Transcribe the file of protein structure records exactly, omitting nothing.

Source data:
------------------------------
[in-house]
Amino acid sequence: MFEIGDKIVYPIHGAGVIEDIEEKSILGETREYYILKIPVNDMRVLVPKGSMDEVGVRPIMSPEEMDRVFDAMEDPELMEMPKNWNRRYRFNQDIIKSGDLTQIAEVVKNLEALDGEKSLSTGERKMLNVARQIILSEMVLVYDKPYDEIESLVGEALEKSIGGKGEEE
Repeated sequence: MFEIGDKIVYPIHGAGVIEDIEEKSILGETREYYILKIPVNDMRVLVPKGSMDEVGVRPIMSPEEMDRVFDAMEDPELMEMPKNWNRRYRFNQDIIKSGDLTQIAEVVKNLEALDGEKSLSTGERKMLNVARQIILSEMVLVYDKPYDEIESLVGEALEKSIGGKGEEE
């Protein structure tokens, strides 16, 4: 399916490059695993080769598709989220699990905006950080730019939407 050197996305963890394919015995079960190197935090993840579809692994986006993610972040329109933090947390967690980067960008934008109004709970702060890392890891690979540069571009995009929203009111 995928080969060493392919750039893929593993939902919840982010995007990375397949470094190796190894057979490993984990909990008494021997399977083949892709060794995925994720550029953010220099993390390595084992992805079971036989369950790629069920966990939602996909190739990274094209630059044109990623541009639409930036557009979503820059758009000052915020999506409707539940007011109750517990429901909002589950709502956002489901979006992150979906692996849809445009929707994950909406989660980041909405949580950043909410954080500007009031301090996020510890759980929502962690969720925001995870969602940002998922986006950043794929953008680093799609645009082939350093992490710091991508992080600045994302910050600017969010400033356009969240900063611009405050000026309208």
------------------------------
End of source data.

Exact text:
[in-house]
Amino acid sequence: MFEIGDKIVYPIHGAGVIEDIEEKSILGETREYYILKIPVNDMRVLVPKGSMDEVGVRPIMSPEEMDRVFDAMEDPELMEMPKNWNRRYRFNQDIIKSGDLTQIAEVVKNLEALDGEKSLSTGERKMLNVARQIILSEMVLVYDKPYDEIESLVGEALEKSIGGKGEEE
Repeated sequence: MFEIGDKIVYPIHGAGVIEDIEEKSILGETREYYILKIPVNDMRVLVPKGSMDEVGVRPIMSPEEMDRVFDAMEDPELMEMPKNWNRRYRFNQDIIKSGDLTQIAEVVKNLEALDGEKSLSTGERKMLNVARQIILSEMVLVYDKPYDEIESLVGEALEKSIGGKGEEE
């Protein structure tokens, strides 16, 4: 399916490059695993080769598709989220699990905006950080730019939407 050197996305963890394919015995079960190197935090993840579809692994986006993610972040329109933090947390967690980067960008934008109004709970702060890392890891690979540069571009995009929203009111 995928080969060493392919750039893929593993939902919840982010995007990375397949470094190796190894057979490993984990909990008494021997399977083949892709060794995925994720550029953010220099993390390595084992992805079971036989369950790629069920966990939602996909190739990274094209630059044109990623541009639409930036557009979503820059758009000052915020999506409707539940007011109750517990429901909002589950709502956002489901979006992150979906692996849809445009929707994950909406989660980041909405949580950043909410954080500007009031301090996020510890759980929502962690969720925001995870969602940002998922986006950043794929953008680093799609645009082939350093992490710091991508992080600045994302910050600017969010400033356009969240900063611009405050000026309208």